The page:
What is ADHD?
School-aged children who have behaviour and learning problems may show signs of hyperactivity and/or inattention. If these problems are severe enough, they may be diagnosed with Attention Deficit Hyperactivity Disorder (ADHD). The disorder impairs social and academic functioning and is often noticed in children who are failing to learn at school.
ADHD has received a lot of attention; discussion and debate amongst parents, teachers and the wider community in Australia because of the apparent recent increase in the diagnosis of the condition. Controversy has arisen over the use of medication, such as Ritalin, to control symptoms and help manage behavioural and learning problems in children.
What are the key symptoms?
There are two main criteria used to make a diagnosis: attention symptoms and hyperactivity symptoms.
The key features associated with symptoms of inattention include:
- failing to give close attention to details and difficulty sustaining attention in tasks or play
- not listening when spoken to
- not following through on instructions and failure to finish tasks
- difficulty organising tasks and activities
- avoiding, disliking or being reluctant to engage in tasks that require sustained mental effort
- losing things necessary for tasks or activities
- easily distracted
The key features associated with symptoms of hyperactivity (sometimes known as hyperactivity-impulsivity) include:
- fidgeting with hands or feet, squirming in seat
- leaving seat when remaining sitting is expected
- running about or climbing excessively
- difficulty playing or engaging in leisure activities and often ‘on the go’
- talking excessively and blurting out answers before a question is completed
- interrupting others
To fulfil a diagnosis of ADHD, each symptom must persist for six months or more.
While ADHD is recognised as a disorder that is distinct from other childhood disorders, it frequently overlaps with other conditions such as Conduct Disorder. This can make diagnosis difficult. Also, many of the symptoms of ADHD are shared by other disorders.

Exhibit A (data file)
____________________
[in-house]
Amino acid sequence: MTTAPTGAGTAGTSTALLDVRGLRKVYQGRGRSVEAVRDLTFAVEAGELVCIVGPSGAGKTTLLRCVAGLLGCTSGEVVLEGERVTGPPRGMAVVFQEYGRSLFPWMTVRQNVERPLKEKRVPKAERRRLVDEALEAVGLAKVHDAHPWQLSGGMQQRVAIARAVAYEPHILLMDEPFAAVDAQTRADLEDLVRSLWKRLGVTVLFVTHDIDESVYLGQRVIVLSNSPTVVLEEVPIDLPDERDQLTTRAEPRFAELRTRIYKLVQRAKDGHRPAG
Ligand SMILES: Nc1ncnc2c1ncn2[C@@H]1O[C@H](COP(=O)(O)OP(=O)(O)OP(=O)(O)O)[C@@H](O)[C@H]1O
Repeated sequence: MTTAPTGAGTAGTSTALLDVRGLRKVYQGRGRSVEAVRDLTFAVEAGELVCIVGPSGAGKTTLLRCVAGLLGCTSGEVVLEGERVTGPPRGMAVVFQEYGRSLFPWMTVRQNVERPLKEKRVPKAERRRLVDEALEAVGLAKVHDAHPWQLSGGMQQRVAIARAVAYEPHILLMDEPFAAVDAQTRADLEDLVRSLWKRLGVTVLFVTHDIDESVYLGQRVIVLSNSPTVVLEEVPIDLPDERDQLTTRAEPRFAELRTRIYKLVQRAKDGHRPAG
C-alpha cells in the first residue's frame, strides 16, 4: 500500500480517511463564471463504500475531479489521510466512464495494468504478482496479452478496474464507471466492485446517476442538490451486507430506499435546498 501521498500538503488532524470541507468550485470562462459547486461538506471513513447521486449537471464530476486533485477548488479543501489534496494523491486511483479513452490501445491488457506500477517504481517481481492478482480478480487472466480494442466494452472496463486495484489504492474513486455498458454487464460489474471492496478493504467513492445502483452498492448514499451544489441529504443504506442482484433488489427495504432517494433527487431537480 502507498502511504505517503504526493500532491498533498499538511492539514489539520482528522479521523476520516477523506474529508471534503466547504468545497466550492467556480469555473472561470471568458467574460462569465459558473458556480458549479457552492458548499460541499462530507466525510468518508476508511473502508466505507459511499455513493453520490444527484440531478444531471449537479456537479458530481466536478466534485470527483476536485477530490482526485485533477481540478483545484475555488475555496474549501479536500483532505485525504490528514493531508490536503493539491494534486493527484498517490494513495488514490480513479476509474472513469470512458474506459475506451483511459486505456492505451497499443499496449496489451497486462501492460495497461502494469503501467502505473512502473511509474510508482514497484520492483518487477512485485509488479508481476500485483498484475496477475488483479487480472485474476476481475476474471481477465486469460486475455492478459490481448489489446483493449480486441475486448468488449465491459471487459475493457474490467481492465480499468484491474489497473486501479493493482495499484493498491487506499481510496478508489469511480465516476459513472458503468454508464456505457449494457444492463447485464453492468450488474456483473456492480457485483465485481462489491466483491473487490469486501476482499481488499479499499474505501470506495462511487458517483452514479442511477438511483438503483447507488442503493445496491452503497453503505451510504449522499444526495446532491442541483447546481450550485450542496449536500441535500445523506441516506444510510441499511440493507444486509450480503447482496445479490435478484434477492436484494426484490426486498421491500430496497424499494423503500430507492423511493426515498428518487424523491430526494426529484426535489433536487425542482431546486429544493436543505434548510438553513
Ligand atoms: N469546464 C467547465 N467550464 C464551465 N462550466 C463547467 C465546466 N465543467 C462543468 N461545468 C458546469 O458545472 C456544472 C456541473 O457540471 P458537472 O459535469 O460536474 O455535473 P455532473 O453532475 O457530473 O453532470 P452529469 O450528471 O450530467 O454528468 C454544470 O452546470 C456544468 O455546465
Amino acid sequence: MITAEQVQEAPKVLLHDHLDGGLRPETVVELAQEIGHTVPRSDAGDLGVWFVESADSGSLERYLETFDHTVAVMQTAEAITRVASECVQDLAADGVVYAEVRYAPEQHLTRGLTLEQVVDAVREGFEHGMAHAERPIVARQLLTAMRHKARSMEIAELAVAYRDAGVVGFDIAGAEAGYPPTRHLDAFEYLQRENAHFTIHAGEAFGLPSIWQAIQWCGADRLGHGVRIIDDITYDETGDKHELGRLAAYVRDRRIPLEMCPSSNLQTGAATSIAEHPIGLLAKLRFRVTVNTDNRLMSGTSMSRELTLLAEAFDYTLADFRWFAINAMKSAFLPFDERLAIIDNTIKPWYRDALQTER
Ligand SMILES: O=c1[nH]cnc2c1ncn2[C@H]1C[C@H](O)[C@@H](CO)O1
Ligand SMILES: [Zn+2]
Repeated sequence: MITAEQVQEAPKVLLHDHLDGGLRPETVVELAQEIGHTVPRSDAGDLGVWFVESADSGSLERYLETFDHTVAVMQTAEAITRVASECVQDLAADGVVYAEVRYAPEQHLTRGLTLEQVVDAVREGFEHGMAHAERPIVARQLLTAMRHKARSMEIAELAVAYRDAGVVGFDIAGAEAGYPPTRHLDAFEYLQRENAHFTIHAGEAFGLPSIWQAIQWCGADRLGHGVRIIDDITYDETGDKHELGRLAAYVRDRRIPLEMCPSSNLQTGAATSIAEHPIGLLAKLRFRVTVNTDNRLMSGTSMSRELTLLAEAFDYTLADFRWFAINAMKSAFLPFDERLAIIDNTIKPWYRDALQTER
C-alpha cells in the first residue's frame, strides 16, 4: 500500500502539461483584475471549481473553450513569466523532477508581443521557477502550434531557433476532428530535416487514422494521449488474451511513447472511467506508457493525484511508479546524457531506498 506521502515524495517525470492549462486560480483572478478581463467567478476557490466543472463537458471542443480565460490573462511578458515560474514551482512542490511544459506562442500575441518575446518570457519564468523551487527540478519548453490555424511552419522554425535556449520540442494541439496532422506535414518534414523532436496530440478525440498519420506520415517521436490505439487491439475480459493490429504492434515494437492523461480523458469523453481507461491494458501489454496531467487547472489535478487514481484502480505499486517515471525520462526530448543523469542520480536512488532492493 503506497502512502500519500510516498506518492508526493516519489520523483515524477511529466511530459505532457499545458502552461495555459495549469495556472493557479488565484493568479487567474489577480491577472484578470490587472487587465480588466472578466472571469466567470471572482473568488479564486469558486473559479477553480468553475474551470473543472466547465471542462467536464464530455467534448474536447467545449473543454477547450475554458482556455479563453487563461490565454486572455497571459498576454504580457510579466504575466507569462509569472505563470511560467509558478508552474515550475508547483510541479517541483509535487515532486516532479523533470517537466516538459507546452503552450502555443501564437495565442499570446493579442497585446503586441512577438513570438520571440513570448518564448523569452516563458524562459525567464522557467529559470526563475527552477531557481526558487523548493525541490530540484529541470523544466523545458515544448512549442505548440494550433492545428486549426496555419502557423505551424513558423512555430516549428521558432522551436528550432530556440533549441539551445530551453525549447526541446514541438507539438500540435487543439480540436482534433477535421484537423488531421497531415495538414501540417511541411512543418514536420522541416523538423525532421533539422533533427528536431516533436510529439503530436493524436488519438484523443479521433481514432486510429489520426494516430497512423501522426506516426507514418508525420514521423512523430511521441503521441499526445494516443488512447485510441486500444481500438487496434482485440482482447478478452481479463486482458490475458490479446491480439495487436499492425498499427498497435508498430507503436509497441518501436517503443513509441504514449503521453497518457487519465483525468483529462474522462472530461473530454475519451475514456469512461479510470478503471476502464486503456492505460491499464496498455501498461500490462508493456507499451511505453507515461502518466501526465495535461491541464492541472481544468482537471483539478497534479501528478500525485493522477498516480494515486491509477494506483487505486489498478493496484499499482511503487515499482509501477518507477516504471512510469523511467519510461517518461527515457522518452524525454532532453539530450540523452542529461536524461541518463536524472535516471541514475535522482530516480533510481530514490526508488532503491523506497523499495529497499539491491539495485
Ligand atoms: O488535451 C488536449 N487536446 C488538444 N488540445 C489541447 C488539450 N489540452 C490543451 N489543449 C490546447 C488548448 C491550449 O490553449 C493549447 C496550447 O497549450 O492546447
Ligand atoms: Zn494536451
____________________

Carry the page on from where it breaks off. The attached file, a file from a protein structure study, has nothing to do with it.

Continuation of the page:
How is ADHD treated?
Treatments can include both counselling and medication, training for parents/caregivers/teachers, and tailored behaviour management programs for children. Medication is generally used in more severe cases to help focus the child’s attention. Psychological treatments generally aim to develop skills for successful behaviour at school.
Psychologists commonly provide the following treatments:
Parent/caregiver education about the nature of the disorder and training in behaviour management techniques teacher education about the nature of the disorder as well as training in behaviour management techniques and appropriate learning interventions counselling and psychological treatment of the child, including education and advice, and skills training to improve concentration. Addressing issues of self-esteem, anxiety and peer relationships is also a crucial element of counselling.
Medication should generally not be regarded as sufficient on its own for treatment of ADHD. Even children with severe ADHD should have access to long-term behavioural programs, as should their families and school. Close collaboration and consultation between professionals involved with children with ADHD can ensure medical and psychological interventions are coordinated, to maximise the benefits and outcomes for each child.